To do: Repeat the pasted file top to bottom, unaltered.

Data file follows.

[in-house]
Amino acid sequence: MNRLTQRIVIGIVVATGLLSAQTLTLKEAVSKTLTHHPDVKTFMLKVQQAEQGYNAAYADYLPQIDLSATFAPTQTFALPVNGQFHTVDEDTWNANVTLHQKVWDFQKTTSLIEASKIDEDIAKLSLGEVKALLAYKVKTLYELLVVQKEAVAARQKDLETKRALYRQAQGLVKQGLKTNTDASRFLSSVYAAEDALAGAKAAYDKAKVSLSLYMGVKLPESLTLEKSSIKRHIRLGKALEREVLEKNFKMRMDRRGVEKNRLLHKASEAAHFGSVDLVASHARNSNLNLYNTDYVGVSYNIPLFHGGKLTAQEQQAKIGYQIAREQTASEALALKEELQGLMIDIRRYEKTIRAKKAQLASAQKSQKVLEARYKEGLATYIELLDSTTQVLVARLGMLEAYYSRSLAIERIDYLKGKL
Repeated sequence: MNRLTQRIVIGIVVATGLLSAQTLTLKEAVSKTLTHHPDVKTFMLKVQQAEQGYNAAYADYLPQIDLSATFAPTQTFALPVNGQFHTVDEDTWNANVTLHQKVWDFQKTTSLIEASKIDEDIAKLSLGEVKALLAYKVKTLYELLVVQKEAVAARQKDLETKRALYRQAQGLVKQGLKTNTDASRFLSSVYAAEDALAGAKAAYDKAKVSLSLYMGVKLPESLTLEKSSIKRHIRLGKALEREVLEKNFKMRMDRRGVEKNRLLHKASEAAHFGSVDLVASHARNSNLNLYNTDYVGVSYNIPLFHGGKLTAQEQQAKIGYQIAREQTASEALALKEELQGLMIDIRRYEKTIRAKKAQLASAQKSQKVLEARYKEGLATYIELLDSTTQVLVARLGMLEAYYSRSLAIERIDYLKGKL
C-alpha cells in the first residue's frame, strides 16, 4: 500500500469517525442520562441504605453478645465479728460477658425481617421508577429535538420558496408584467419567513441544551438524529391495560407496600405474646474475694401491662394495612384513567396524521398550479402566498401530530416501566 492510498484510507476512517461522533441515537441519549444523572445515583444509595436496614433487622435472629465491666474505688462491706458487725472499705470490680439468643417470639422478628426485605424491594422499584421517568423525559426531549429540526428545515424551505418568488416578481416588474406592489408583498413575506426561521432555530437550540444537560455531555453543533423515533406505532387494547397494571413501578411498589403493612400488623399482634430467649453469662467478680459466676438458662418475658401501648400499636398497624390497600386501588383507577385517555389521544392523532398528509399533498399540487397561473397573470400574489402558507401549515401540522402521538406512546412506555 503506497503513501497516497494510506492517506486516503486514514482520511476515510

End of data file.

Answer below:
[in-house]
Amino acid sequence: MNRLTQRIVIGIVVATGLLSAQTLTLKEAVSKTLTHHPDVKTFMLKVQQAEQGYNAAYADYLPQIDLSATFAPTQTFALPVNGQFHTVDEDTWNANVTLHQKVWDFQKTTSLIEASKIDEDIAKLSLGEVKALLAYKVKTLYELLVVQKEAVAARQKDLETKRALYRQAQGLVKQGLKTNTDASRFLSSVYAAEDALAGAKAAYDKAKVSLSLYMGVKLPESLTLEKSSIKRHIRLGKALEREVLEKNFKMRMDRRGVEKNRLLHKASEAAHFGSVDLVASHARNSNLNLYNTDYVGVSYNIPLFHGGKLTAQEQQAKIGYQIAREQTASEALALKEELQGLMIDIRRYEKTIRAKKAQLASAQKSQKVLEARYKEGLATYIELLDSTTQVLVARLGMLEAYYSRSLAIERIDYLKGKL
Repeated sequence: MNRLTQRIVIGIVVATGLLSAQTLTLKEAVSKTLTHHPDVKTFMLKVQQAEQGYNAAYADYLPQIDLSATFAPTQTFALPVNGQFHTVDEDTWNANVTLHQKVWDFQKTTSLIEASKIDEDIAKLSLGEVKALLAYKVKTLYELLVVQKEAVAARQKDLETKRALYRQAQGLVKQGLKTNTDASRFLSSVYAAEDALAGAKAAYDKAKVSLSLYMGVKLPESLTLEKSSIKRHIRLGKALEREVLEKNFKMRMDRRGVEKNRLLHKASEAAHFGSVDLVASHARNSNLNLYNTDYVGVSYNIPLFHGGKLTAQEQQAKIGYQIAREQTASEALALKEELQGLMIDIRRYEKTIRAKKAQLASAQKSQKVLEARYKEGLATYIELLDSTTQVLVARLGMLEAYYSRSLAIERIDYLKGKL
C-alpha cells in the first residue's frame, strides 16, 4: 500500500469517525442520562441504605453478645465479728460477658425481617421508577429535538420558496408584467419567513441544551438524529391495560407496600405474646474475694401491662394495612384513567396524521398550479402566498401530530416501566 492510498484510507476512517461522533441515537441519549444523572445515583444509595436496614433487622435472629465491666474505688462491706458487725472499705470490680439468643417470639422478628426485605424491594422499584421517568423525559426531549429540526428545515424551505418568488416578481416588474406592489408583498413575506426561521432555530437550540444537560455531555453543533423515533406505532387494547397494571413501578411498589403493612400488623399482634430467649453469662467478680459466676438458662418475658401501648400499636398497624390497600386501588383507577385517555389521544392523532398528509399533498399540487397561473397573470400574489402558507401549515401540522402521538406512546412506555 503506497503513501497516497494510506492517506486516503486514514482520511476515510